This is the largest pain point I face when doing iOS development.

“UIViewController is the centre of the iOS world. Apple’s tools like Xcode and Interface Builder, and the workflow they encourage, put the view controller at the centre of everything. The default place to start when you’re adding new code or features is the view controller. When you add a new screen to your app, all you’re given is a UIViewController subclass and a lot of helpful methods to shoot yourself in the foot.

Because of this, code and logic tend to gravitate towards the view controller. The view controller ends up being the delegate for a large number of different objects. It ends up doing view setup and layout, it ends up dealing with core data, table view datasource/delegate methods, and a huge number of other responsibilities.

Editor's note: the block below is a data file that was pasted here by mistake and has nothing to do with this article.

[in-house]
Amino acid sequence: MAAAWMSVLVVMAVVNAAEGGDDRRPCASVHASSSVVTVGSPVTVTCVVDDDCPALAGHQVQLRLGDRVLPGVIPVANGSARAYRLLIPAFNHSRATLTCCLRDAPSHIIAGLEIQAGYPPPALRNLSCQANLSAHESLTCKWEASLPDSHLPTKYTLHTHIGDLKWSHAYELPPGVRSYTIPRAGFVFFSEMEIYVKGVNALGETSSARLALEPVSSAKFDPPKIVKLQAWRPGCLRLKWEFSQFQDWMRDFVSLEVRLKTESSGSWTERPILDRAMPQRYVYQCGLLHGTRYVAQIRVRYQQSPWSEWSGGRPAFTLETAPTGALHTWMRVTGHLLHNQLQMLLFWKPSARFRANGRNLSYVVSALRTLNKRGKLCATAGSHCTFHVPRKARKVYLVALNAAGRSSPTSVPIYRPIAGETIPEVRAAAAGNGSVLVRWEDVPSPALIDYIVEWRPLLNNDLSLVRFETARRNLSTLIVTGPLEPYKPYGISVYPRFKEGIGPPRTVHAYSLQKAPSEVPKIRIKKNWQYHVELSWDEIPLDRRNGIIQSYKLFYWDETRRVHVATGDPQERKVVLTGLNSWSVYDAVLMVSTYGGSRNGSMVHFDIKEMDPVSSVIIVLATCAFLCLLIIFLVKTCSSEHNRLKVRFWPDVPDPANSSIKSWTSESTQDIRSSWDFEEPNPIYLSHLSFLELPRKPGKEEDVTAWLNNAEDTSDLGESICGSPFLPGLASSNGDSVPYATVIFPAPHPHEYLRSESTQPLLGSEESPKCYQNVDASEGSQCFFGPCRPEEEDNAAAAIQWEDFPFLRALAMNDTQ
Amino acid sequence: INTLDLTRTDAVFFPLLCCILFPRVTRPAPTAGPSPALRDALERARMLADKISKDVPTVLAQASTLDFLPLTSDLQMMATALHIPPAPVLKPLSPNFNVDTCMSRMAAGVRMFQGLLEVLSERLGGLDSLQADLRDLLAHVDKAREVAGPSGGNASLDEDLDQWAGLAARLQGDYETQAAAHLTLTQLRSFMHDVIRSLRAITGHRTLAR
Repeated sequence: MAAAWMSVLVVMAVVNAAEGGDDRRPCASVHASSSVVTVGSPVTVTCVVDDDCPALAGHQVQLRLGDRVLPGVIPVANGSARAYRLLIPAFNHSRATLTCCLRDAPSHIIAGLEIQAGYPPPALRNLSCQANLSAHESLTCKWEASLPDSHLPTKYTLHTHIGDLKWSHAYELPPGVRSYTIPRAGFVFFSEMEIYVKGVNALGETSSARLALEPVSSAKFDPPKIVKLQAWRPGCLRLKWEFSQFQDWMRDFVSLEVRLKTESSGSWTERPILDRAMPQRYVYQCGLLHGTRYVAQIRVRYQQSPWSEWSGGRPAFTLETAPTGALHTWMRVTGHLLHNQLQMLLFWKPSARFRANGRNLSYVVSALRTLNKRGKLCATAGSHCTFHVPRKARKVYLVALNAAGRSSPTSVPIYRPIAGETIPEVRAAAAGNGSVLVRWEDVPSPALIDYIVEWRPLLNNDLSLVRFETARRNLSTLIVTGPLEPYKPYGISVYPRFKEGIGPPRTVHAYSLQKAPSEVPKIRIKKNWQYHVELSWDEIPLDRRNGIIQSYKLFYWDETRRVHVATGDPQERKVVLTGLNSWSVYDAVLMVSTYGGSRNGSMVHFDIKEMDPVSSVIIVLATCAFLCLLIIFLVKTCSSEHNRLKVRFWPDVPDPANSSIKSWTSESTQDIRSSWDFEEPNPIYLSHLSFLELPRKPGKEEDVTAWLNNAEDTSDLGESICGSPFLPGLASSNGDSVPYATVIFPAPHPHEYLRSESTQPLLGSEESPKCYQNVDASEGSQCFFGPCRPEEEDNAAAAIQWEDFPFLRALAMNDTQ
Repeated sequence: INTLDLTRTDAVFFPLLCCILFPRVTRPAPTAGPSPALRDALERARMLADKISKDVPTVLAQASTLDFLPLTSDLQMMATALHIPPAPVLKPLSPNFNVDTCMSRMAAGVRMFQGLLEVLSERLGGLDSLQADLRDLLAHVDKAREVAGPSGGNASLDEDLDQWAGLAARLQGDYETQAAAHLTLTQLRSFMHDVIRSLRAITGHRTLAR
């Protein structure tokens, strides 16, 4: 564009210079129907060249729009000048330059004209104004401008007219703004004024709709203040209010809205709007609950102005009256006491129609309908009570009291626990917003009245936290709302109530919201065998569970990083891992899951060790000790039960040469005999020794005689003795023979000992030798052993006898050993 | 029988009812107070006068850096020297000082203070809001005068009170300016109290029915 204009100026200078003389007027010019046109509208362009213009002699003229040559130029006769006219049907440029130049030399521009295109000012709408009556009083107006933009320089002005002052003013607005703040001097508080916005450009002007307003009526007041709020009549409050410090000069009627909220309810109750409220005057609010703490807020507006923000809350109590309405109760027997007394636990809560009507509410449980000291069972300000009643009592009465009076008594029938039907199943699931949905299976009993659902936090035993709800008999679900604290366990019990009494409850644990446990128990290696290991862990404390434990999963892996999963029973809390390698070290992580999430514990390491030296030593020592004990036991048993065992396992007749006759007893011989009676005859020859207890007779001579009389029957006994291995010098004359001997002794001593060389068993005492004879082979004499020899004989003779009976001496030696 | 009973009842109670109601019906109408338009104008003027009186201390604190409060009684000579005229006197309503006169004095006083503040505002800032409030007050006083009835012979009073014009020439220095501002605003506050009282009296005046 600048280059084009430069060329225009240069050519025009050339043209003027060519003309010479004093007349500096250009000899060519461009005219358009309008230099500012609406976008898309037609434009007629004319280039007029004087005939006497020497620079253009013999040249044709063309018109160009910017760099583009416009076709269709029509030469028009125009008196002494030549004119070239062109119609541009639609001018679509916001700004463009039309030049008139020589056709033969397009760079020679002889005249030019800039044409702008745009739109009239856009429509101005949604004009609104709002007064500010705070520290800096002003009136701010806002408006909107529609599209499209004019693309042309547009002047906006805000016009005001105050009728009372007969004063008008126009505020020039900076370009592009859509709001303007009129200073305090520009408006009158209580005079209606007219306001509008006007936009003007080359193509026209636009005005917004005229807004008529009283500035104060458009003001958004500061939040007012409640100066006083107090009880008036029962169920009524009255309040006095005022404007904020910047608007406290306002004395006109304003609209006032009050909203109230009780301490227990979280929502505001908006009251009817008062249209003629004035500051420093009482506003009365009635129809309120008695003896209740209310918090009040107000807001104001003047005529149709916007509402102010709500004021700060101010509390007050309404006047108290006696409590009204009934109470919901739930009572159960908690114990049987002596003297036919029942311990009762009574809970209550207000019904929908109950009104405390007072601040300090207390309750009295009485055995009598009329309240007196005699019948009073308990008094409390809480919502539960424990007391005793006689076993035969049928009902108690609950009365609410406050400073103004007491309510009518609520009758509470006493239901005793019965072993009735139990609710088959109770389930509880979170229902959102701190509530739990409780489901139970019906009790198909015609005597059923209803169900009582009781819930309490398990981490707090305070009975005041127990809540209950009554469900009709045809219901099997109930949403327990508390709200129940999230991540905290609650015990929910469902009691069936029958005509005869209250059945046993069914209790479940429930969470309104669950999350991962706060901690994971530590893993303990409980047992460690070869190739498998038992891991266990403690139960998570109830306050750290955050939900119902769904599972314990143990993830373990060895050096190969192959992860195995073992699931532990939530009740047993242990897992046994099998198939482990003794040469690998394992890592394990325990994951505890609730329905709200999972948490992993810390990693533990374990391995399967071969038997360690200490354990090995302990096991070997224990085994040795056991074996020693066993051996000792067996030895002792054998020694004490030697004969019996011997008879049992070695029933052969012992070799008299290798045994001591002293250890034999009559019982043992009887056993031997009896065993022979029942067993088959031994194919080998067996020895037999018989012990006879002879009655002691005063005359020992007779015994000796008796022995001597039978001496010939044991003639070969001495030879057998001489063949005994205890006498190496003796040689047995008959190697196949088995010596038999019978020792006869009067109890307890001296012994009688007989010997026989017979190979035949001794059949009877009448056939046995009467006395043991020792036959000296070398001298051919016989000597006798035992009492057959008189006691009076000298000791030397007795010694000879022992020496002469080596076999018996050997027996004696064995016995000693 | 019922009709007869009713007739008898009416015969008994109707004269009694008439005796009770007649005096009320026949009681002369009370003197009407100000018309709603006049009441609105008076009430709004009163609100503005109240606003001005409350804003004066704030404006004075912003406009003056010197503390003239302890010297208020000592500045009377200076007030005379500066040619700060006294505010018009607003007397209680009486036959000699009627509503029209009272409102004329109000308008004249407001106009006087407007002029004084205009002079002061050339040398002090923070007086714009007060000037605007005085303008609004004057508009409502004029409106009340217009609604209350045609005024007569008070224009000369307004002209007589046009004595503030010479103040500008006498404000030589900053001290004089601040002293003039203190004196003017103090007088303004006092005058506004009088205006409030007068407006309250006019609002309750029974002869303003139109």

Apple has tacked on a large number of “convenience” methods which let you directly access the enclosing containers like navigation controllers or tab bar controllers. This makes it very easy to couple the view controller to the specifics of your app’s navigation, and to the other view controllers it interacts with. Storyboards also contribute to this problem. This makes it difficult to reuse the view controller in other contexts or applications.”

— iOS Development: You’re Doing It Wrong

Mike Weller’s post is a great explanation of why writing reusable UI code in iOS is very difficult.